US Vice President’s Visit to SE Asia Sends Signals to ASEAN
By Kavi Chongkittavorn 23 August 2021
US Vice President Kamala Harris has picked the two outstanding US allies in ASEAN for her first visit to the Southeast Asian region beginning on Sunday. From the US perspective, these two countries are considered vital allies based on what they are willing to do to augment their strategic value for Washington’s objectives especially in the context of the Free and Open Indo-Pacific.
Her trip is being closely watched by all ASEAN members, especially as it comes in the days following the fall of Afghanistan to the Taliban. The bloc would like to know what the US will be saying to reassure the countries in this part of the world that the US is here to stay and that its commitment would be not similar to what just happened in Afghanistan.
Singapore, the rich and sophisticated ASEAN member, wants to maintain maximum engagement with the US to make sure its security will be protected. The island republic has been pursuing a well-balanced policy towards the US and China. So far, it has an done excellent job in managing the two relationships.
Vietnam is in a more difficult position in terms of engaging the US, which has a very different political ideology. But somehow both countries have agreed to bury their unfortunate past and work together to face up to a more challenging task—a rising China. From Washington’s perspective, Vietnam is the key country in ASEAN in standing up to China, and thus strengthening ties with Vietnam has become a top priority. Washington has encouraged Hanoi to join the high-end trade pact, the Comprehensive and Progressive Trans-Pacific Partnership to boost its profile, which in turn strengthened the comprehensive strategic partnership. Now Vietnam, which has enjoyed a huge trade surplus, could become a new buyer of US arms.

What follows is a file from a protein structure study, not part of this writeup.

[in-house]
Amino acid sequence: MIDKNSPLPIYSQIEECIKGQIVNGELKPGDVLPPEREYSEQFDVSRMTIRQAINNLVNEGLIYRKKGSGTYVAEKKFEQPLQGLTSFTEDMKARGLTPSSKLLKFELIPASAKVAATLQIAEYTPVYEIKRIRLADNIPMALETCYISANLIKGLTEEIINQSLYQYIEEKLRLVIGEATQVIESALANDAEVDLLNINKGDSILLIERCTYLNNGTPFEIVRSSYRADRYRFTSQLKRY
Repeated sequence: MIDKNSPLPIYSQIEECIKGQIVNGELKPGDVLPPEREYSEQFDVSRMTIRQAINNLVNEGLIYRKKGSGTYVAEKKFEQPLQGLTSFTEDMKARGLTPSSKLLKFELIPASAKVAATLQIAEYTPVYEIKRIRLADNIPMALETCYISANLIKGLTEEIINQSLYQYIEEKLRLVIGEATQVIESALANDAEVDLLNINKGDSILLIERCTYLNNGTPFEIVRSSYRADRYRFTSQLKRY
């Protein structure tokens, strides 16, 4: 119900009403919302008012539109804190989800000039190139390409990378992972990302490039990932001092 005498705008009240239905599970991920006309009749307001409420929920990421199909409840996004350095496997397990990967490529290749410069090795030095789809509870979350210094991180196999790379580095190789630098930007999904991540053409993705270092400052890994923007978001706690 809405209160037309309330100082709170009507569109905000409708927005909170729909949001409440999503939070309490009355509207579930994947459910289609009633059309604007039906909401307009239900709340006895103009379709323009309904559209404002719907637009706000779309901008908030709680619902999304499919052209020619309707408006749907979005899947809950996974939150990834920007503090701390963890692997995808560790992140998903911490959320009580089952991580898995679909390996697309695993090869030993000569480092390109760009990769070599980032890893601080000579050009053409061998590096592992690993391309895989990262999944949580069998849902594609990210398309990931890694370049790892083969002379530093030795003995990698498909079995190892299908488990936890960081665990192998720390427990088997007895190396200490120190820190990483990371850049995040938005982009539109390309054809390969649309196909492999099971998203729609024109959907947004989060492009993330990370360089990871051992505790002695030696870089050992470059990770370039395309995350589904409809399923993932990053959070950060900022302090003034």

Singapore and Vietnam have been selected carefully, just as they were on Secretary of Defense Lloyd Austin’s itinerary, as reliable partners in speaking out for the US. Other members such as Thailand and Indonesia are considered too meek to speak their minds. The Philippines remains an important ally of the US in the Indo-Pacific as was reaffirmed by Austin’s visit. He restored the Visiting Forces Agreement, which was earlier scrapped by President Rodrigo Duterte.
By showing favor towards Singapore and Vietnam, Washington is literally using the so-called salami-slicing strategy with ASEAN for which it often blamed China to divide and rule the bloc. It is an open secret that President Joe Biden is not as passionate about ASEAN as his predecessor Barack Obama. No US president will be able to match Obama’s record in engagement with the regional leaders.
From now on, Singapore’s and Vietnam’s positions on regional and international issues would be carefully vetted by their ASEAN colleagues in their close ties with the US in much the same way as the rhetoric against Cambodia and its ties with China. After all, the US would like to expand the Quad to include potential ASEAN members.
In more ways than one, Harris’s trip also sends a strong message to Thailand, a low-ranking US ally in the Indo-Pacific, that Bangkok had better shape up its security policy towards the US. The region’s largest and most important joint Thai-US military exercise has been played down due to COVID-19 and was a non-event this year even though it was the 40th anniversary. As a superpower, the US can choose to associate with any country in the world. But the US ignores Thailand at its own peril.
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